Offering something a little different, there’s the eight-part, blacker-than-black comedy drama The Consultant (Amazon Prime Video), adapted by Tony Basgallop (Servant) from the 2015 novel by cult horror writer Bentley Little. After a tragedy, a business consultant played by Christoph Waltz arrives to take over at CompWare, which makes games for mobiles. However, the consultant is eccentric verging on menacing: like a Dalek, he has difficulty with stairs; during a workplace drink in a bar, he ponders: “How many patrons do you think we could really fight in a brawl?” His employees Elaine (Brittany O’Grady) and Craig (Nat Wolff) discover an eerie records room. At the end of the first episode, a startling scene – involving the consultant subjugating another character – serves as a timely reminder that you’re not watching The Vicar of Dibley.
Delivered in snappy 30-minute bursts, there’s a whiff of thematic sulphur about The Consultant. It also seems to aim to be a comment on workplace culture and how the gaming industry contains the same toadyism, presenteeism and suck-it-up anxiety as anywhere else. Stick around for the entire series and you’ll get storyline riffs on gold, amputees, marauding elephants – and much more. And therein lies the problem: while deranged enough to be gripping, The Consultant ends up being a little too baggy and chaotic for its own good.
The documentary The Dangerous Rise of Andrew Tate (BBC Three) is a Vice special report about the “king Of toxic masculinity”. Tate is the kickboxer turned reality TV contestant turned ultra-viral peddler of monetised misogyny, whose videos and views (samples: a “pimpin’ hoes” online course; women should be held partly responsible for their own rapes) have been viewed more than 11bn times.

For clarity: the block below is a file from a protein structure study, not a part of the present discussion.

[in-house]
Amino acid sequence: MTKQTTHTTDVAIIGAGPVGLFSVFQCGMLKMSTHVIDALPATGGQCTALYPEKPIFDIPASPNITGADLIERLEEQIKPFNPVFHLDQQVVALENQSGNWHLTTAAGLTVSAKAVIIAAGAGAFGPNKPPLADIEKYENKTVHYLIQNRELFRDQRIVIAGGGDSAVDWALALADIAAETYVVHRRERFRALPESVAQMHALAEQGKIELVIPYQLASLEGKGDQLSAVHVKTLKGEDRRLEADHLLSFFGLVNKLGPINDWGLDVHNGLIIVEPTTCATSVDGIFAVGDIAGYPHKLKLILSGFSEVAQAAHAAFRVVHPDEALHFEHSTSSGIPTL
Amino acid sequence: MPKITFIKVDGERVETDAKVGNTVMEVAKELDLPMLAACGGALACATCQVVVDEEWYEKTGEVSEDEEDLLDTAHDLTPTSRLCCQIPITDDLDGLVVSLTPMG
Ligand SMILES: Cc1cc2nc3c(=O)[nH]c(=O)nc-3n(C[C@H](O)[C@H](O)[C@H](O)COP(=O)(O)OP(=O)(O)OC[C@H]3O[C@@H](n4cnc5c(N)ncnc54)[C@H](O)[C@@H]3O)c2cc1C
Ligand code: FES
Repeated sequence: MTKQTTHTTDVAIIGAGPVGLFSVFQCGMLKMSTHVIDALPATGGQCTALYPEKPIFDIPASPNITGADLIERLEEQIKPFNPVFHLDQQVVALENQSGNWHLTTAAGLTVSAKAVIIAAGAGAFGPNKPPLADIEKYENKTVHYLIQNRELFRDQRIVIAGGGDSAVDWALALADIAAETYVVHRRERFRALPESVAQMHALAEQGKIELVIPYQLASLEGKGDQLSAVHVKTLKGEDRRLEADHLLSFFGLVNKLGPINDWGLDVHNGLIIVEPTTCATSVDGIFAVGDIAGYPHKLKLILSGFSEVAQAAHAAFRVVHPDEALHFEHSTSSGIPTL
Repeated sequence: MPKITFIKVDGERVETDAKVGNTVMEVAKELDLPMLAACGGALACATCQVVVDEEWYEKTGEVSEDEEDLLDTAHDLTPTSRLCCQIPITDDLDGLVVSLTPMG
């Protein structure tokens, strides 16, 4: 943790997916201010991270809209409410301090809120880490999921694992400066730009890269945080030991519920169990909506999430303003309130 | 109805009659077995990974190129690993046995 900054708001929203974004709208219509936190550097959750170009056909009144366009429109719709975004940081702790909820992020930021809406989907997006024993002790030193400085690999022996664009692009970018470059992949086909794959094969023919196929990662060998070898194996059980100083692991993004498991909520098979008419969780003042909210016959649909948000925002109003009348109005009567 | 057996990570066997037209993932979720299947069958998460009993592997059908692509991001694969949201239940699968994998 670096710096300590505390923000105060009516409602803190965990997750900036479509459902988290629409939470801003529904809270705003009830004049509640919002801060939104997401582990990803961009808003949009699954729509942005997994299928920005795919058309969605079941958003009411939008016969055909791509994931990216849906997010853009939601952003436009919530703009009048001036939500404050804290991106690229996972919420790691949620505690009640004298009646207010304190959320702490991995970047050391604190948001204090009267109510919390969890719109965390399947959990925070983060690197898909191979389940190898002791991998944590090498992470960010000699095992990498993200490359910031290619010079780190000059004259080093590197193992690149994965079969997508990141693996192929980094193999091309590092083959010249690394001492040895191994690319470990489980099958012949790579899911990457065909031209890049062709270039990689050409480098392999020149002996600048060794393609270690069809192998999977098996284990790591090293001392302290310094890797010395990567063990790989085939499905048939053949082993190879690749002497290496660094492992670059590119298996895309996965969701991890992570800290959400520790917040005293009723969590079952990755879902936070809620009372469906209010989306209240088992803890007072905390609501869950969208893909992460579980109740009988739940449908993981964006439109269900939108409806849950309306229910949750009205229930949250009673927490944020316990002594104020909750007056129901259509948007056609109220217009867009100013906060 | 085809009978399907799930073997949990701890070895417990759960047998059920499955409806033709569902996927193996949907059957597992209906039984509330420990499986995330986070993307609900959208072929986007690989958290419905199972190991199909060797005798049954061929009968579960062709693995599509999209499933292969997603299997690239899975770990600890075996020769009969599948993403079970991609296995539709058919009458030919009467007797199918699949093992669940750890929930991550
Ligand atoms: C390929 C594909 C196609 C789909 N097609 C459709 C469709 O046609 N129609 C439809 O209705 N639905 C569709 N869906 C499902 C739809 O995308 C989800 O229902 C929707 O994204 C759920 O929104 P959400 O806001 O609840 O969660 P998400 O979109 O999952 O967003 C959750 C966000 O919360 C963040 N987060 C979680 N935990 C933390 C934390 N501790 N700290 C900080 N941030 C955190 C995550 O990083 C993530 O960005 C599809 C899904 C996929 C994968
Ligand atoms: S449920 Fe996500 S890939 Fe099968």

In this report, Vice journalist Matt Shea interviews Tate at his Romanian compound and at his retreat in the Carpathian mountains ($5,000 a pop for his devotees to “test their manhood”). Tate jabbers on (guns, swords, generalised paranoia) and forces Shea (“Don’t be a pussy!”) to participate with others in a bizarre fighting tournament. Around the time of filming, things start to unravel for Tate, initially with bad press and social media bans. In December 2022, Tate and his brother were arrested as part of a rape and human trafficking investigation.
It’s disheartening but unsurprising to learn that some of the scared, anonymous women who talk here, accusing Tate of rape, battery and choking, contacted the police, to no avail. Elsewhere, Shea deserves credit for asking Tate tough questions in increasingly intimidating conditions. What the documentary lacks is enough societal context – how does someone like Tate happen? Men like this don’t just pop out of thin air like dark blowhard genies.
Star ratings (out of five)
Fleishman Is in Trouble ★★★
You & Me ★★★
The Consultant ★★★
The Dangerous Rise of Andrew Tate ★★★
What else I’m watching
A French-British international political thriller about ominous cyberattacks, starring Vincent Cassel and Eva Green. Created by Virginie Brac (Spiral), it has an alarming plot point about heightened UK security risks created by – you guessed it – Brexit.
Ukraine from Above: Secrets from the Frontline
A documentary looking at low-tech, surprisingly effective methods of ground resistance in Ukraine. Previously civilian Ukrainian fighters, including a schoolboy and a musician, operate drones targeting enemy positions.
David Bowie: Love You Till Tuesday
Calling Bowie aficionados. A short promotional documentary showcasing a young Bowie, pre-mega-fame. Made in 1969, but not released until 1984, it features songs, mime, Bowie in a wig and a Space Oddity segment.